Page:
by Emily Monaco
As a lover of food and travel, I think there is a part of me that feels as though I should be able to taste places in the foods that come from them. I should be able to eat a spoonful of apricot jam and taste the Roussillon; I should eat a slice of perfect pecorino off a knife and taste Rome. And yet, there are few foods that do that for me. Sure, there are recipes I associate with a place, but the actual ingredients that taste like their homes are few and far between.
And then, there's Seville and its oranges.
Seville oranges are famed for being bitter; I'm a fan of bitter – I dig the burned popcorn kernels out of the bottom of the buttery microwave bag, and I drink my coffee blacker than black. I used to eat baking chocolate plain, letting squares of it melt in my mouth for languishing minutes. This isn't the same bitter; the bitter of Seville oranges tastes like 40 degree (Celsius) Spanish sunshine, so hot it cooks the pavement and makes everything smell thick and metallic. It gets up into your nose and stays there, so that you're forced to remember days walking through Seville, feeling the heat creep up into your clothing and parching you as you explore the giant plazas, built of pale stone -- the sunlight seems to have cooked out its color. The bitter orange reminds you, like a whisper into your nose and onto your tastebuds, of stone and palm trees and sunsets that last forever... and then, as though the last memory was waiting to deal the final blow, you remember the cathedral.
Seville's cathedral is one of the largest in the world, with over 23,000 square meters of floorspace, a famous dome designed by Michelangelo and a famous tower you can climb to take in a beautiful panorama and even more pure sunlight. As for me, I'm most distracted by the cathedral's internal courtyard, planted with Seville orange trees.
The shade of the courtyard is welcome, like the sugar addition to Seville's bitter oranges, just enough to make a marmalade that is palatable while still retaining that unique Andalusian punch. I can spread it plain on toast and eat for days, but for something a bit more special, I like this semi-traditional recipe for a marmalade cheesecake. I doubt Seville's nuns were mixing Philadelphia with the oranges from their trees, but Spanish bloggers seem to love this simple play on the typially American dessert, and so I took a stab at it in my own kitchen. The oranges may have been imported, the marmalade from a jar instead of from a cauldron bubbling in my Andalusian kitchen, but the bitter orange flavor... well that just brings Seville to Paris.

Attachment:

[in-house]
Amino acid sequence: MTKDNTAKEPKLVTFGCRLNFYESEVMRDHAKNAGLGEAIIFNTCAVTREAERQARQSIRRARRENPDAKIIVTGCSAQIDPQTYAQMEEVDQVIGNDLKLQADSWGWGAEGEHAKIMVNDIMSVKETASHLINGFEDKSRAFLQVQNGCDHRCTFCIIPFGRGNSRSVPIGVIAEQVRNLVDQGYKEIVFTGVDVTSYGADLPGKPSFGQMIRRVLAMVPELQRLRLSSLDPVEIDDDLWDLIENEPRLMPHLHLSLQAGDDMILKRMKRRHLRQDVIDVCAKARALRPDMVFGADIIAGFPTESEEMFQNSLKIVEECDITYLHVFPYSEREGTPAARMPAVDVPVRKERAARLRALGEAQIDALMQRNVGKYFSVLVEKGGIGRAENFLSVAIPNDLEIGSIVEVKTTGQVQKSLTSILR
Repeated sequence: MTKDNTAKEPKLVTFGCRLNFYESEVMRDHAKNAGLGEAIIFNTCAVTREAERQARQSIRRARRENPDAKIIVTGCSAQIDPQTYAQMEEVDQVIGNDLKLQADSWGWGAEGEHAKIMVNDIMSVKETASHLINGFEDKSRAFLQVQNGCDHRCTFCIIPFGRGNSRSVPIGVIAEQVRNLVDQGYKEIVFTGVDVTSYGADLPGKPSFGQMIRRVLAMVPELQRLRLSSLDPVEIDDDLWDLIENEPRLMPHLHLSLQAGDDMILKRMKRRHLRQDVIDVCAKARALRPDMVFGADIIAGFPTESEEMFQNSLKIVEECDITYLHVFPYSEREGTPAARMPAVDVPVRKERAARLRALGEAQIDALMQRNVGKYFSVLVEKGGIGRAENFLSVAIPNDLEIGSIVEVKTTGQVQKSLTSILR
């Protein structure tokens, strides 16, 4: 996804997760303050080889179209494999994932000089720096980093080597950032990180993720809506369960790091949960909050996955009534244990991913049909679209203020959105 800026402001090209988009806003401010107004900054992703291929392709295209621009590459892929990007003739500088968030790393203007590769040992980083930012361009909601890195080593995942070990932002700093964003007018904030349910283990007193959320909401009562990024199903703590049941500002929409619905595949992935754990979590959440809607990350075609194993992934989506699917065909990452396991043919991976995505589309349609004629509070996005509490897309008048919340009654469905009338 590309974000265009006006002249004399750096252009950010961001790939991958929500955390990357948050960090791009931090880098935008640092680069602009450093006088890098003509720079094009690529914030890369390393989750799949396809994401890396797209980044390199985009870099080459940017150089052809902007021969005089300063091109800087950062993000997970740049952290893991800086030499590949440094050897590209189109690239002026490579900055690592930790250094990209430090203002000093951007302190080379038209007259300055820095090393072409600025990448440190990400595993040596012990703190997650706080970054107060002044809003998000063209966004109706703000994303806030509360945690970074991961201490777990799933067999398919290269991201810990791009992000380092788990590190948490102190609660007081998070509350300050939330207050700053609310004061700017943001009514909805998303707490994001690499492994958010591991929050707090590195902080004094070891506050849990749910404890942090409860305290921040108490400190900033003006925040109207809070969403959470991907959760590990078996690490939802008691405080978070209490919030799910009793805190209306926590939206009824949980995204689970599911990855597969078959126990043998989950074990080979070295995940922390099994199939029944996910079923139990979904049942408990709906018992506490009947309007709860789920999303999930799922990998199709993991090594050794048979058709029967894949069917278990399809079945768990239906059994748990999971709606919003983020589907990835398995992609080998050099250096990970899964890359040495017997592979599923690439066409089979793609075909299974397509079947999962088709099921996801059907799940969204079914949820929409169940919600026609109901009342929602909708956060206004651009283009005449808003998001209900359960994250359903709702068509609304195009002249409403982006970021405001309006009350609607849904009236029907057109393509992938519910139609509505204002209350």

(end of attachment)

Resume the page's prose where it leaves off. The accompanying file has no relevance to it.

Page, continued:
Pastel de queso con mermelada de naranja amarga
Cheesecake with bitter orange marmalade
makes 3 individual-sized cheesecakes
200 g. (7 ounces) cream cheese
2 Tbsp. Sugar
¼ cup sour cream
5 Tbsp. Bitter orange marmalade, separated
the juice of one orange
Preheat the oven to 250 degrees F. Bring a pot of water to a simmer.
Combine the cream cheese, sugar, egg, sour cream, 2 Tbsp. Of the marmalade and the orange juice in a bowl. Whisk until creamy and smooth.
Spread a tablespoon of marmalade into the bottom of each of three small ramekins. Divide the cheesecake batter amongst the ramekins.
Place the ramekins in a baking dish and pour the simmering water around them, being careful not to get any water into the ramekins themselves. Bake for 30 minutes, then turn off the oven and allow the cheesecakes to cool in the warm oven for about an hour.
When ready to serve, run a knife along the edge of the cheesecake and place a plate over the top of the ramekin. Turn the ramekin over and tap the bottom a few times with a knife. Wait 2-3 minutes before gently removing the ramekin, shaking it a bit if needed to let the cheesecake come loose in one piece.
Emily Monaco is native New Yorker, living and writing in Paris since 2007. She loves discovering new places and, of course, their local cuisines! Read about her adventures in food and travel at tomatokumato.com or follow her on Twitter at @emiglia